This idea that mushrooms were introduced to the Earth’s environment from extraterrestrial sources has cultural and historical precedent. A disintegrating meteor that penetrates the Earth’s troposphere may discharge enough particulate matter to generate the nuclei for cloud condensation, resulting in clouds that eventually pour spore-filled rain onto the ground.3
Going a bit further, the general idea that life filtered into the Earth environment from the cosmos is gaining scientific credibility. Francis Crick, who with James Watson discovered the structure of DNA, wrote a book on the cosmic origins of the genetic code.4 He called this theory “directed panspermia.” His argument was based on the concept that it is mathematically impossible for the genetic code to have randomly arisen in the early history of the Earth. During the 1960s, two British astronomers, Sir Fred Hoyle and Dr. Nalin Chandra Wickramasinghe, researched the nature of galactic dust. They concluded that this dust consists mostly of freeze-dried bacteria.5
In the early days of the age of aviation, a new science was born—aerobiology. During the 1930s, mushroom spore samples were obtained at altitudes of 3,000+ metres. Charles Lindbergh, in collaboration with the United States Department of Agriculture, participated in surveying spores while he was flying over the Arctic Circle. At an altitude of 1,000 metres, Lindbergh was able to catch what was described as a “considerable number of spores” far from land, over open ocean. More sophisticated experiments utilized balloons to find spores at higher elevations. In 1935, the balloon Explorer II was released at an altitude of 71,395 feet. It contained a spore-trapping device that was set to close once the balloon dropped to 36,000 feet. Five living spores were recovered.6
Since the early days of aviation up to the present moment, mushrooms spores have been found at every level of the Earth’s atmosphere. They survive at the fringes and push the boundaries of our understanding as to where life can exist.
Are mushrooms from outer space? Are they headed back to outer space? As we’ve seen, the theoretical and scientific backing for this concept is in place. How will you know for sure? Consume your favorite mushrooms, tune into what they are telling you, and delve into the mystery yourself.
David “Avocado” Wolfe (www.davidwolfe.com and www.facebook.com/DavidAvocadoWolfe) is the author of Chaga: King of the Medicinal Mushrooms; Eating For Beauty; Superfoods: The Food and Medicine of the Future; The Sunfood Diet Success System, and several other bestselling books. David will be touring Australia from mid-May 2013 to Mid-June 2013. To attend these events, please visit: www.davidwolfeaustraliantour.com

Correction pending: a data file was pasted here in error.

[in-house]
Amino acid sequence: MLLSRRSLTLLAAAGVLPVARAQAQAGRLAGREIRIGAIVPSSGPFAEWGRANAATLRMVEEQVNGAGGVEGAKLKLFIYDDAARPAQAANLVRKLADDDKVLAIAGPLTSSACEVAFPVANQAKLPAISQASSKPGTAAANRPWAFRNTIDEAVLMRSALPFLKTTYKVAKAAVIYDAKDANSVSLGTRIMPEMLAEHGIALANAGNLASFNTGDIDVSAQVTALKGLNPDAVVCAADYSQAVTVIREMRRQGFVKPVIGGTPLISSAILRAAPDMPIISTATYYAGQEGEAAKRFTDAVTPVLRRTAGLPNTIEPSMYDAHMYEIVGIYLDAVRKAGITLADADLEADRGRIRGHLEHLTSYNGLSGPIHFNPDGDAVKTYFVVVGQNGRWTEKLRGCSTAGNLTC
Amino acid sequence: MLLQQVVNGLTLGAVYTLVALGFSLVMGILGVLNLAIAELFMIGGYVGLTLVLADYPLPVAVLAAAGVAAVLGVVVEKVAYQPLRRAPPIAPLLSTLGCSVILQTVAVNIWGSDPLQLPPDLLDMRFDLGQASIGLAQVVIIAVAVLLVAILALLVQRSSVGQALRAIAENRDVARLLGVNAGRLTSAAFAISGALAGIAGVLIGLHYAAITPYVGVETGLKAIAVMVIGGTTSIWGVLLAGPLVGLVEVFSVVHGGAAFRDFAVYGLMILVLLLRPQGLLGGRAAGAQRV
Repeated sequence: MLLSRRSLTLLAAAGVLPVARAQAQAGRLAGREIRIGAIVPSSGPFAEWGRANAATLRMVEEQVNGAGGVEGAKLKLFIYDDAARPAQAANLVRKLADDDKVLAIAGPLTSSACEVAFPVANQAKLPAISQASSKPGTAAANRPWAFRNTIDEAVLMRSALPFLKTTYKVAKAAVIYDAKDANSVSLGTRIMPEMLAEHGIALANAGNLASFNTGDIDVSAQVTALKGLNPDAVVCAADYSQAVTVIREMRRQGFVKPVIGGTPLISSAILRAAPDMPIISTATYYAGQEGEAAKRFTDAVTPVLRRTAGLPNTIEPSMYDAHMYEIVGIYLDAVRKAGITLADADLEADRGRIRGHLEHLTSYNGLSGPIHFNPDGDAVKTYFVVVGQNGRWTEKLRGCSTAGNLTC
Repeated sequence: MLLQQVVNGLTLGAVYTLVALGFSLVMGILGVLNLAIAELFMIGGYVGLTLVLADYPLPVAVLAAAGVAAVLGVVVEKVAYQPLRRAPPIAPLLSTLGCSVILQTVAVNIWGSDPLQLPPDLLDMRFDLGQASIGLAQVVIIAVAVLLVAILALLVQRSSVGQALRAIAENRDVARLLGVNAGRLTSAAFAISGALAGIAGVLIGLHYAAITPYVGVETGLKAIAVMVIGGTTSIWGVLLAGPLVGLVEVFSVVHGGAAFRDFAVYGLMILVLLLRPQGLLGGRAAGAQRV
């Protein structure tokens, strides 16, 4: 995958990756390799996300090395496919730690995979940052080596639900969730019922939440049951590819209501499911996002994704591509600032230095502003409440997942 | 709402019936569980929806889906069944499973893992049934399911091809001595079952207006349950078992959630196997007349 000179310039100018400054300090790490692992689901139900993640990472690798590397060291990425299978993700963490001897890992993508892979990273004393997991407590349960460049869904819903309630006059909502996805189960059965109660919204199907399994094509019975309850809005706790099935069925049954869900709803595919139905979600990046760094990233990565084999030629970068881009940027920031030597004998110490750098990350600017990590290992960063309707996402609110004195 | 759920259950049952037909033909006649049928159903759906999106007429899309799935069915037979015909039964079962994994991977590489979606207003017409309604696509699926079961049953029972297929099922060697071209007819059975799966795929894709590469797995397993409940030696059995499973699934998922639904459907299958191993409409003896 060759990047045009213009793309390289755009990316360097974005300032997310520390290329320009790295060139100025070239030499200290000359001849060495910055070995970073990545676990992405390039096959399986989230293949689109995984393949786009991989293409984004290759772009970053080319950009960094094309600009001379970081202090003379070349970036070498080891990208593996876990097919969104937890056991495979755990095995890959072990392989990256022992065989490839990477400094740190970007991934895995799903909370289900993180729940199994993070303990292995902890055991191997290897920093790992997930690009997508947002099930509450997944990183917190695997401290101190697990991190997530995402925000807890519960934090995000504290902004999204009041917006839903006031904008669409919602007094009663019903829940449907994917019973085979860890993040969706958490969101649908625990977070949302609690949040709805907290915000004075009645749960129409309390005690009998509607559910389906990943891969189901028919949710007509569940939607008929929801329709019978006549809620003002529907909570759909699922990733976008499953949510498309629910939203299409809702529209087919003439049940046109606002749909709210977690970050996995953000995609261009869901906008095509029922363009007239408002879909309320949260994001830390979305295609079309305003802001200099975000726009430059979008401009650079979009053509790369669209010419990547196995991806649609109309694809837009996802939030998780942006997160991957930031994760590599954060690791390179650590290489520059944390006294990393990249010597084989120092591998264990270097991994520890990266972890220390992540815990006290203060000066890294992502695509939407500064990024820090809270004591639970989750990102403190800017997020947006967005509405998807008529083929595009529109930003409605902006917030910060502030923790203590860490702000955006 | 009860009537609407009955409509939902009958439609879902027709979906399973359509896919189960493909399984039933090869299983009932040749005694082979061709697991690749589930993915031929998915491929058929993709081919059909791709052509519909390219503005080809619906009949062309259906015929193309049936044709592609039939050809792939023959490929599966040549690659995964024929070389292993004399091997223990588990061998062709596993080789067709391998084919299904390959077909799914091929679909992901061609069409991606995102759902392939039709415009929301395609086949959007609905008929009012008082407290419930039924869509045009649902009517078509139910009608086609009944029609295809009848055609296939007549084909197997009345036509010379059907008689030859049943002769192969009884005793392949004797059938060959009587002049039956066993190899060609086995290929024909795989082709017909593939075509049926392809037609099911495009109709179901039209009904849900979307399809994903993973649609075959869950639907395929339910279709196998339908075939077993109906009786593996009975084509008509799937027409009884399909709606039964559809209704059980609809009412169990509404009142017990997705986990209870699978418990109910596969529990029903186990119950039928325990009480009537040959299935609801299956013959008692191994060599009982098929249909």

To Purchase Ticket to see David Wolfe in Australia Click Here
2. Murray Wittner and Louis Weiss, The Microsporidia and Microsporidiosis (Washington, DC: American Society for Microbiology, 1999), 199.
3. Martin Beech, “On Meteors and Mushrooms,” Journal of the Royal Astronomical Society of Canada 81, no. 605 (April 1987), 27.
4. Francis Crick, Life Itself: Its Origin and Nature (New York: Simon and Schuster, 1981).
5. F. Hoyle, “Is the Universe Fundamentally Biological?” in New Ideas in Astronomy, eds. F. Bertola et al. (New York: Cambridge University Press, 1988), 5–8. 18. Lecture 5 of Botany 135, Fall 2003, University of Hawaii at Manoa, www.botany.hawaii.edu/faculty/wong/BOT35/Lect05_c.htm.
6. According to Bruce Moffett of the University of East London: “There is, they say, growing evidence that bacteria, fungal spores, and viruses may spend large amounts of time—even their entire lives—in the air, riding clouds across the planet. And they don’t just inhabit the clouds—they may also be creating them. Certainly, many of the clouds’ newly discovered inhabitants are exquisitely designed to create the maximum number of ice crystals, the basic building-blocks of clouds. . . .The ecology of the atmosphere is one of the last great frontiers of biological exploration on Earth.”
David "Avacado" Wolfe: David Wolfe is is the rock star of the superfoods and longevity world, America’s TOP CEOs, Global Ambassadors, Hollywood celebrities, busy professionals, and even the most powerful buying influence in the nation—Moms—all look to David for expert advice in health, beauty, herbalism, nutrition and chocolate!
David is co-founder of TheBestDayEver.com online health magazine and is President of The Fruit Tree Planting Foundation with a mission to plant 18 billion fruit trees on planet Earth.
David is the author of many best-selling books including Eating for Beauty, The Sunfood Diet Success System, Naked Chocolate, David Wolfe on Raw Foods, Superfoods and Superherbs, Amazing Grace, Superfoods: The Food and Medicine of the Future and The LongevityNOW Program. David empowers and inspires people to take charge of their own health because, after all, Health is Wealth!
Did you enjoy this article? Veritas magazine showcases the world's latest and most exclusive interviews and articles. Subscribe Now!